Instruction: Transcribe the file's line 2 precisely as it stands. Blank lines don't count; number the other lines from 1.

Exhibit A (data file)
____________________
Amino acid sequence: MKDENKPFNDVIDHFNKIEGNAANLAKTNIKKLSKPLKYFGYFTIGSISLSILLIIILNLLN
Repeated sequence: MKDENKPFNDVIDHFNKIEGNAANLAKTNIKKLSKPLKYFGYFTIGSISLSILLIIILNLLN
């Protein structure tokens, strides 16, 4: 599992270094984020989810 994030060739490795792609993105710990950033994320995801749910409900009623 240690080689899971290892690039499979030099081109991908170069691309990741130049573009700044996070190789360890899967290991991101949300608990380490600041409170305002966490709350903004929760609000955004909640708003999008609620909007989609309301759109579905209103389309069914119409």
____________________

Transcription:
Repeated sequence: MKDENKPFNDVIDHFNKIEGNAANLAKTNIKKLSKPLKYFGYFTIGSISLSILLIIILNLLN